Archives for the month of: February, 2015

(scrollaa alaspäin Suomenkieliselle versiolle)

This is the second part for the article about defence in Baji, to go a bit deeper into the subject. In striking oriented arts the term defence usually means defending incoming attacks by arm or leg movement, body movement, stepping or positioning of stance. The goal being to not get hurt by the incoming attack and allow for your own attack to be launched. In Baji we need to consider all ranges of combat, kicking, striking, wrestling and also very importantly everything that happens in between. I propose an extension of the term defence to also include defending ones structure. Read the rest of this entry »


(scrollaa alaspäin suomenkieliselle versiolle)

Today Baji Wasa had it’s first weekend intensive training course. Six people were working hard on their Baji skills. Subject of the day was basic training for applying Baji techniques, drills and exercises done with a partner to develop skills needed for using Baji. The first half of the day we worked on defense and the second half we added attack. Read the rest of this entry »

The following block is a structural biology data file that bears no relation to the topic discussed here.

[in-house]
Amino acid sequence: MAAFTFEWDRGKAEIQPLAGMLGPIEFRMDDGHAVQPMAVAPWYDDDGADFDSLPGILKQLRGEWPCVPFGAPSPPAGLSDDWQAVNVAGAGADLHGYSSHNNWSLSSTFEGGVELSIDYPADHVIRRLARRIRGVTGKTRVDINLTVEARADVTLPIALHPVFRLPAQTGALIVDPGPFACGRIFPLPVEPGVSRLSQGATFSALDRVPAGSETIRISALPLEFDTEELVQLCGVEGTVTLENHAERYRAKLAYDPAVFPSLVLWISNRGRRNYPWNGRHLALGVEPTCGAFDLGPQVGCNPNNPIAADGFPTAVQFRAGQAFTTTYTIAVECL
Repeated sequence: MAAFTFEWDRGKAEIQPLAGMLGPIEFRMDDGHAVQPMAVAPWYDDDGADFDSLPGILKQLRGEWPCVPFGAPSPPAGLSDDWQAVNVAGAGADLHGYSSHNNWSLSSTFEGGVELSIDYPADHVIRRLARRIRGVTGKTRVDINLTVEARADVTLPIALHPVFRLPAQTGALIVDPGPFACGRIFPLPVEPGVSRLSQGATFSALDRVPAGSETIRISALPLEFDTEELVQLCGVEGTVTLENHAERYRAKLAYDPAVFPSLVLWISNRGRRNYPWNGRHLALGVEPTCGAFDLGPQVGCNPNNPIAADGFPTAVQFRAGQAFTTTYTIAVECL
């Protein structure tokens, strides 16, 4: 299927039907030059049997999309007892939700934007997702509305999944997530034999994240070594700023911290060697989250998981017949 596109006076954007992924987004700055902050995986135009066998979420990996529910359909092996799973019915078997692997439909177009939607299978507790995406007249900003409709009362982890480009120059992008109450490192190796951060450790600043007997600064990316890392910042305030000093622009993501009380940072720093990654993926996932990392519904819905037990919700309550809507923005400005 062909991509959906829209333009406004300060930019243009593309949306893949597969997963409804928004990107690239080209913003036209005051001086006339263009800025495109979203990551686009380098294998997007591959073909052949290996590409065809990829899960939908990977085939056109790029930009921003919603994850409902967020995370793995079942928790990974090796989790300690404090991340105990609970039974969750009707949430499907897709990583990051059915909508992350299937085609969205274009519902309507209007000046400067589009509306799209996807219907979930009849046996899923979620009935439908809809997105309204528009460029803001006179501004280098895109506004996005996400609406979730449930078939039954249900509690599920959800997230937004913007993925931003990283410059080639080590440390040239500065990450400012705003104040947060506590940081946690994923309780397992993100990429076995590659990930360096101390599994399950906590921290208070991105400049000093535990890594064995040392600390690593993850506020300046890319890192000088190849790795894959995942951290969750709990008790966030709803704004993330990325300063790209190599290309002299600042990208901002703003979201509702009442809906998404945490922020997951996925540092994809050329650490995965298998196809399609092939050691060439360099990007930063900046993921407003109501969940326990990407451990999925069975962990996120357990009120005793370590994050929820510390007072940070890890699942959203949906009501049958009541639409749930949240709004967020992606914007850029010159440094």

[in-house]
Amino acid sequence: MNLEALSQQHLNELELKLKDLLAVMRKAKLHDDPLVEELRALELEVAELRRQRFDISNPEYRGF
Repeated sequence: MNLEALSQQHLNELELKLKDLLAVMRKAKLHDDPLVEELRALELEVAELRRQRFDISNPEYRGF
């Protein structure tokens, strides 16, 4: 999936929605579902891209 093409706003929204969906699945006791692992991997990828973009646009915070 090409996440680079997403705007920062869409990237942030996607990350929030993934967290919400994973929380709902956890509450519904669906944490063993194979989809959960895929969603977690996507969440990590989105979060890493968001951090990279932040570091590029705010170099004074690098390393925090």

(scrollaa alaspäin Suomenkieliselle versiolle)

Chinese martial arts usually is said to include four categories of techniques, da (striking), ti (leg technique), na (seizing/joint attacks) and shuai (wrestling). All of these should be addressed in one way or another within the techniques of a martial art. In some arts shuai is considered the basis for fighting skill, from which the practitioner will develop further into striking, kicking and joint attacking. Read the rest of this entry »

(scrollaa alaspäin Suomenkieliselle versiolle)

Baji training starts from day one with attacking methods, through single technique training. Single punches, single elbows and other movements are designed specifically to develop a strong attack. But for an attack to work against a real life opponent the practitioner needs to develop skills to get his attack through his opponents defence and not get knocked out in the process. In Baji we have an important principle of combining attack and defence into one motion. In pair training we start by training our ability to defend incoming attacks, but from there we need to evolve the defence skill to include attack. Read the rest of this entry »